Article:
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Using A Patient’s Own Bone Marrow Cells Can Help An Ailing Heart

Date:
November 14, 2001
Source:
American Heart Association
Summary:
In the first study of its kind, researchers have used a person’s own bone marrow cells to improve blood flow in otherwise untreatable coronary arteries, according to research presented today at the American Heart Association’s Scientific Sessions 2001 conference.

ANAHEIM, Calif., Nov. 12 – In the first study of its kind, researchers have used a person’s own bone marrow cells to improve blood flow in otherwise untreatable coronary arteries, according to research presented today at the American Heart Association’s Scientific Sessions 2001 conference.

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Kimikazu Hamano, M.D., and his colleagues reported results from an ongoing clinical trial in which five patients received injections of their own bone marrow cells into oxygen-starved areas of their hearts. Three of these patients later had increased blood flow in these areas. "We found this new treatment to be safe, and we believe it could be an alternative treatment for heart patients who cannot be helped by coronary artery bypass surgery or balloon angioplasty," says Hamano, a lecturer at the Yamaguchi University School of Medicine in Ube, Japan. Bypass surgery and angioplasty can improve blood flow to the hearts of many patients whose coronary arteries are clogged and narrowed by fatty deposits. But others cannot be helped at all or portions of their heart cannot benefit from the procedures. This is often because their heart disease is too widespread.

Injecting adult stem cells from the patient’s own bone marrow is easy, relatively inexpensive and appears to have no side effects, Hamano says. Stem cells are basic building block cells that can grow into specialized cells in the body, such as heart cells, nerve cells and organ cells. The Japanese team began their human trial after a series of animal experiments. The first patient was injected with his own bone marrow cells in November 1999.

"We have good results from these experiments in animal studies," Hamano says. "The aim of the current trial is to confirm the safety and efficacy of this treatment in humans." He and his colleagues selected their study participants from among patients who were scheduled to undergo bypass surgery. Their five patients had an average age of 66 and all suffered severe and debilitating chest pain (angina). They were chosen because areas of their heart muscle could not receive any benefit from the bypass surgery.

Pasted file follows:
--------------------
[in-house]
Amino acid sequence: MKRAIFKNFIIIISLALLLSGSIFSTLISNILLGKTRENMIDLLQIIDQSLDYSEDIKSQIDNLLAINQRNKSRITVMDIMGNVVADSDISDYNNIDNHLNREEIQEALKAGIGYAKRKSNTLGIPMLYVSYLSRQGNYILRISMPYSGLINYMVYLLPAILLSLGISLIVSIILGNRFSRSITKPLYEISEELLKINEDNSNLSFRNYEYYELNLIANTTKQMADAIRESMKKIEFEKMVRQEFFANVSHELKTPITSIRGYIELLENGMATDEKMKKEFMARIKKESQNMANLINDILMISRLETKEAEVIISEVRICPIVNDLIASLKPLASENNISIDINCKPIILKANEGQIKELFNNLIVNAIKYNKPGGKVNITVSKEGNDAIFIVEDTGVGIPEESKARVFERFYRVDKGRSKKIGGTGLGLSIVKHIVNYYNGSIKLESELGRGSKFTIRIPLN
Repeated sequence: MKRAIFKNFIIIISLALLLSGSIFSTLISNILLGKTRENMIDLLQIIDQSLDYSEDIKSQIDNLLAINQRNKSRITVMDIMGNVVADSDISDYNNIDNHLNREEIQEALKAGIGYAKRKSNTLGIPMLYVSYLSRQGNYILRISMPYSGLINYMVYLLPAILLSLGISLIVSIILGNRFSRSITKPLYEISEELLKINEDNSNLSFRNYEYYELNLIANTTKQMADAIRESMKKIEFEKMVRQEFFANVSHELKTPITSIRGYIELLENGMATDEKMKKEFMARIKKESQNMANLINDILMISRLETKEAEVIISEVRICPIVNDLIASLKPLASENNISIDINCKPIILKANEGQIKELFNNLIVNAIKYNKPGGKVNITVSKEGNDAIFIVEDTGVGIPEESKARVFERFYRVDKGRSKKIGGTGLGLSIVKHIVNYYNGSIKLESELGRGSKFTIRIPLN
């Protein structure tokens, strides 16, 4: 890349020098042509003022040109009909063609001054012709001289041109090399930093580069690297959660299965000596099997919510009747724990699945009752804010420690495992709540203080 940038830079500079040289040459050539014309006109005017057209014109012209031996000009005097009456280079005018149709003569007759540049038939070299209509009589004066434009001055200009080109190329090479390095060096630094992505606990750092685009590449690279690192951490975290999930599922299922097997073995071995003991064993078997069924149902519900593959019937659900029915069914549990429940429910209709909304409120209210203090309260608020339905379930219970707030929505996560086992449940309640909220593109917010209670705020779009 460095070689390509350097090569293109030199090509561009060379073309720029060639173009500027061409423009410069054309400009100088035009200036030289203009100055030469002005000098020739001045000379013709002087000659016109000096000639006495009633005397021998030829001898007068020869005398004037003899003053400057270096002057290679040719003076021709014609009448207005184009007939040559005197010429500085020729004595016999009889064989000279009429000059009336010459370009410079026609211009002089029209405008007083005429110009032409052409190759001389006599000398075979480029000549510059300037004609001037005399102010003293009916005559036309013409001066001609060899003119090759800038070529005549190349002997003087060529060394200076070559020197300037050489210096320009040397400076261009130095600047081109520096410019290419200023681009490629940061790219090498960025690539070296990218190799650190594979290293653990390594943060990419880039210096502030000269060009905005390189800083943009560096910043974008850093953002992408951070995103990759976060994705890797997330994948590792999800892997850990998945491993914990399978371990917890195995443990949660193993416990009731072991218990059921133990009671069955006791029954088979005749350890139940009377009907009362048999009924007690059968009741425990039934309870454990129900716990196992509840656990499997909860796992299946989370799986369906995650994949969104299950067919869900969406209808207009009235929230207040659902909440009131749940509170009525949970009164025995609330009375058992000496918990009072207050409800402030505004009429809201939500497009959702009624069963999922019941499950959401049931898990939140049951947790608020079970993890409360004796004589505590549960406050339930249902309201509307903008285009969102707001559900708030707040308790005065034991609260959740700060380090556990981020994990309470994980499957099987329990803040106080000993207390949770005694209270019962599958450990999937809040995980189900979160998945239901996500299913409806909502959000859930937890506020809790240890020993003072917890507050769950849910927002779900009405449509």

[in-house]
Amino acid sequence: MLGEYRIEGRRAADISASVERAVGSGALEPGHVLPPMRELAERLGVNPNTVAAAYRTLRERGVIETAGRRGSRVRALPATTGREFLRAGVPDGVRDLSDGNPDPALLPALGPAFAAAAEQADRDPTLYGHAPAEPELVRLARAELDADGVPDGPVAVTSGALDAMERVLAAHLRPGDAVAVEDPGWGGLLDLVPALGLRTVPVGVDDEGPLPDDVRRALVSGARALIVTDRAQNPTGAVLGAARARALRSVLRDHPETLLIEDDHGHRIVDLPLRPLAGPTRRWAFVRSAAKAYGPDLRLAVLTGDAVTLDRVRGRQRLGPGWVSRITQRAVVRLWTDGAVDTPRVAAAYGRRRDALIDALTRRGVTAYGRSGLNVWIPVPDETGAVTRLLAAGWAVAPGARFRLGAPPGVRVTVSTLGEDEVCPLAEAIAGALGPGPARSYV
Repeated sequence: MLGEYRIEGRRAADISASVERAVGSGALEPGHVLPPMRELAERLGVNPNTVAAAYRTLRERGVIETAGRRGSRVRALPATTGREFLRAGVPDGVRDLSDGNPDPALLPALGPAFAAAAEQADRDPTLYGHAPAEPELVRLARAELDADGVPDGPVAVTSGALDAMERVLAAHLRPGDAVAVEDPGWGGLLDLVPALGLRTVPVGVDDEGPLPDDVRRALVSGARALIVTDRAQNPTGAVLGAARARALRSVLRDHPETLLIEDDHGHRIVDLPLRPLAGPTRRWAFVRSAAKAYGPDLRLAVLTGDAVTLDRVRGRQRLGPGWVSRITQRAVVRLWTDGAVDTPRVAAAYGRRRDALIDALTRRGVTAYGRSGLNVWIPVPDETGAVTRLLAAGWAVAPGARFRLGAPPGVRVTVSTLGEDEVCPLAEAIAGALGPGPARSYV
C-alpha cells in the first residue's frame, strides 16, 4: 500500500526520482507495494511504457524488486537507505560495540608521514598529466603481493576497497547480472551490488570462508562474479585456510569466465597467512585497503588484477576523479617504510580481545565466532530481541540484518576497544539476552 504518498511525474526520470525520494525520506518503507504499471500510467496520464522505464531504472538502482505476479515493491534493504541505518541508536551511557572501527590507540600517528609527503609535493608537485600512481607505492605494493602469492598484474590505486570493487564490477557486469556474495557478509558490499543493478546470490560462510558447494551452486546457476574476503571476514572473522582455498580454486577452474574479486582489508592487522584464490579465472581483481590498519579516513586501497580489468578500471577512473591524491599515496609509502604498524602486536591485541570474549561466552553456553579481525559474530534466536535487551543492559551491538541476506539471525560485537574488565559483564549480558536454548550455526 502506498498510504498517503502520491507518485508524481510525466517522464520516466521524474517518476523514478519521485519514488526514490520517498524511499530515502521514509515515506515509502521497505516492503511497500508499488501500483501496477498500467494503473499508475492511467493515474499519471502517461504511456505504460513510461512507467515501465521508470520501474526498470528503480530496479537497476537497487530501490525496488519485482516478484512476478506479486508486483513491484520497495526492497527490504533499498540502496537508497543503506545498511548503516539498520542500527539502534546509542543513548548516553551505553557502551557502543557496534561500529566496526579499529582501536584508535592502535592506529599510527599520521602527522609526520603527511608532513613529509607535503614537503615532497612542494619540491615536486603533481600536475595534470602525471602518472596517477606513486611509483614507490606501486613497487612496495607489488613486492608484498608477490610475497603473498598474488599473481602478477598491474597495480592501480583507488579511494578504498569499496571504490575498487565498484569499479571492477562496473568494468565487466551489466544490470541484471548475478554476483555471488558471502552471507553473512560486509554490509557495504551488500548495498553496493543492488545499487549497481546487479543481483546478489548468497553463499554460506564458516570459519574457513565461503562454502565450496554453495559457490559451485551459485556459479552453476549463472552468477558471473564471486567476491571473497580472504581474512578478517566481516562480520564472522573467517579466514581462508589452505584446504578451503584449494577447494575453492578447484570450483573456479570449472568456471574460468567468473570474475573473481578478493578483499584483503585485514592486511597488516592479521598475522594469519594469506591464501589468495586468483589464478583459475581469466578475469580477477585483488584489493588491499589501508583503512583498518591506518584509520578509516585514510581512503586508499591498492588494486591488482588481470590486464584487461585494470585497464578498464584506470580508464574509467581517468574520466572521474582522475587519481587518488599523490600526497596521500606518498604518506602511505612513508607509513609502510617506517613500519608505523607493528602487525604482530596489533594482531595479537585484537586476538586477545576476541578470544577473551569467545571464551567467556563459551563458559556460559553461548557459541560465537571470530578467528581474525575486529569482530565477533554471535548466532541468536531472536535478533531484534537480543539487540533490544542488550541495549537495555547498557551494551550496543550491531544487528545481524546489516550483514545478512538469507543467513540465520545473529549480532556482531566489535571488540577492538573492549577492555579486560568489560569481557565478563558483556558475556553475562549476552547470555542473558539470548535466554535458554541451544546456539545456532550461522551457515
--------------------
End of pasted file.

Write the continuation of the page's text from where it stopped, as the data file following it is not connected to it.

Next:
As surgeons began bypass surgery on each participant, the researchers withdrew bone marrow from the patient’s hip bone. From this harvested marrow, they prepared a mixture rich in mononuclear cells, which includes immature cells such as stem cells and the precursor cells of the endothelial cells that line the inner walls of blood vessels.

Depending on the size of the area of heart muscle treated, the patients received between five and 22 injections of cells into the heart muscle, administered 1 centimeter (0.39 inch) apart. The patients were examined one month after their injections/operations using a nuclear medicine test called cardiac scintigraphy. Scintigraphy measures coronary perfusion, which is the amount of blood flowing to the heart. All of the patients have been followed for at least one year.

Three of the five patients showed marked improvement in blood flow to the parts of their heart treated with bone marrow. Their severe chest pain also had disappeared. The other two patients, however, had no change in blood flow compared to preoperative tests. Chest X-rays, blood tests, electrocardiography, and ultrasound studies did not reveal any detrimental changes in any patients.

Despite evidence in three patients of increased blood flow in the treated areas, “It was difficult to clearly identify new vessels formed by this treatment on postoperative angiograms,” Hamano says. Angiography uses a combination of X-rays and a dye injected into the heart’s arteries to visualize the organ’s blood vessels. However, this failure to detect new vessels did not surprise the researchers.

"From our experimental data, the new vessels formed as the result of bone marrow cell injections were only 30 to 60 micrometers (about 0.00117 to 0.00234 inch) in diameter," Hamano explains. "The detection level of blood vessels by angiography is more than 200 micrometers. Therefore, it is understandable that we could not see the new vessels."

The important finding, he says, is the evidence of greater blood flow to the heart muscle. Hamano and his colleagues have now treated a sixth patient as part of their continuing study. Co-authors are: Masahiko Nishida, M.D.; Ken Hirata, M.D.; Akihito Mikamo, M.D., Ph.D.; Tao-Sheng Li, M.D., Ph.D.; Kensuke Esato, M.D., Ph.D.; Masahiko Harada, M.D., Ph.D.; and Toshiro Miura, M.D., Ph.D.


Story Source:

The above story is based on materials provided by American Heart Association. Note: Materials may be edited for content and length.


Cite This Page:

American Heart Association. "Using A Patient’s Own Bone Marrow Cells Can Help An Ailing Heart." ScienceDaily. ScienceDaily, 14 November 2001. <www.sciencedaily.com/releases/2001/11/011114071845.htm>.
American Heart Association. (2001, November 14). Using A Patient’s Own Bone Marrow Cells Can Help An Ailing Heart. ScienceDaily. Retrieved December 19, 2014 from www.sciencedaily.com/releases/2001/11/011114071845.htm
American Heart Association. "Using A Patient’s Own Bone Marrow Cells Can Help An Ailing Heart." ScienceDaily. www.sciencedaily.com/releases/2001/11/011114071845.htm (accessed December 19, 2014).

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